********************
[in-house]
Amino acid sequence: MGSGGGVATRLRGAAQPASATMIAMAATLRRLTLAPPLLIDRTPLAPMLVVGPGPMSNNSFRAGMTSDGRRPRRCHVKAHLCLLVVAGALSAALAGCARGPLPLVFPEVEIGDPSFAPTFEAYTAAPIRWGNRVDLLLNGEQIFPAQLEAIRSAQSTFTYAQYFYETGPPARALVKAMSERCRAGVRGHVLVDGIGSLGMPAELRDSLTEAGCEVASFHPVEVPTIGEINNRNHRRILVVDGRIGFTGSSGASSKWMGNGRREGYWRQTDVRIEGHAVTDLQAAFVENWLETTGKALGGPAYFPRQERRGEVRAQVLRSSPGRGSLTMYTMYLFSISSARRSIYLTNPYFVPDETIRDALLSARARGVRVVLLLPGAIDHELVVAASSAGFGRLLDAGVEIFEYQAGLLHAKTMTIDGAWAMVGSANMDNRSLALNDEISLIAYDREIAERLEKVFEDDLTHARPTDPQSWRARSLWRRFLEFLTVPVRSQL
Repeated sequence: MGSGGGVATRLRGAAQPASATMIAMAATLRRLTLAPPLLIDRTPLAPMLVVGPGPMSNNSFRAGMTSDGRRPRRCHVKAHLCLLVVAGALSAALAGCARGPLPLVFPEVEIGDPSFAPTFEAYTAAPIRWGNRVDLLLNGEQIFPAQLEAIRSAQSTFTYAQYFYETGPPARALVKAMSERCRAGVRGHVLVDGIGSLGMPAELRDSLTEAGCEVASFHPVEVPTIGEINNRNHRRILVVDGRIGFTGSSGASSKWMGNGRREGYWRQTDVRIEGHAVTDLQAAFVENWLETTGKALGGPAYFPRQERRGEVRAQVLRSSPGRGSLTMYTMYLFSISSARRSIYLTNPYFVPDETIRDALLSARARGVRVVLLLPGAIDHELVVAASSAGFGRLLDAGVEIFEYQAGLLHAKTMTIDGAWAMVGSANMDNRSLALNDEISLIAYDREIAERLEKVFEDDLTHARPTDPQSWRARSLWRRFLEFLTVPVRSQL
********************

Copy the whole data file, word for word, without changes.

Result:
[in-house]
Amino acid sequence: MGSGGGVATRLRGAAQPASATMIAMAATLRRLTLAPPLLIDRTPLAPMLVVGPGPMSNNSFRAGMTSDGRRPRRCHVKAHLCLLVVAGALSAALAGCARGPLPLVFPEVEIGDPSFAPTFEAYTAAPIRWGNRVDLLLNGEQIFPAQLEAIRSAQSTFTYAQYFYETGPPARALVKAMSERCRAGVRGHVLVDGIGSLGMPAELRDSLTEAGCEVASFHPVEVPTIGEINNRNHRRILVVDGRIGFTGSSGASSKWMGNGRREGYWRQTDVRIEGHAVTDLQAAFVENWLETTGKALGGPAYFPRQERRGEVRAQVLRSSPGRGSLTMYTMYLFSISSARRSIYLTNPYFVPDETIRDALLSARARGVRVVLLLPGAIDHELVVAASSAGFGRLLDAGVEIFEYQAGLLHAKTMTIDGAWAMVGSANMDNRSLALNDEISLIAYDREIAERLEKVFEDDLTHARPTDPQSWRARSLWRRFLEFLTVPVRSQL
Repeated sequence: MGSGGGVATRLRGAAQPASATMIAMAATLRRLTLAPPLLIDRTPLAPMLVVGPGPMSNNSFRAGMTSDGRRPRRCHVKAHLCLLVVAGALSAALAGCARGPLPLVFPEVEIGDPSFAPTFEAYTAAPIRWGNRVDLLLNGEQIFPAQLEAIRSAQSTFTYAQYFYETGPPARALVKAMSERCRAGVRGHVLVDGIGSLGMPAELRDSLTEAGCEVASFHPVEVPTIGEINNRNHRRILVVDGRIGFTGSSGASSKWMGNGRREGYWRQTDVRIEGHAVTDLQAAFVENWLETTGKALGGPAYFPRQERRGEVRAQVLRSSPGRGSLTMYTMYLFSISSARRSIYLTNPYFVPDETIRDALLSARARGVRVVLLLPGAIDHELVVAASSAGFGRLLDAGVEIFEYQAGLLHAKTMTIDGAWAMVGSANMDNRSLALNDEISLIAYDREIAERLEKVFEDDLTHARPTDPQSWRARSLWRRFLEFLTVPVRSQL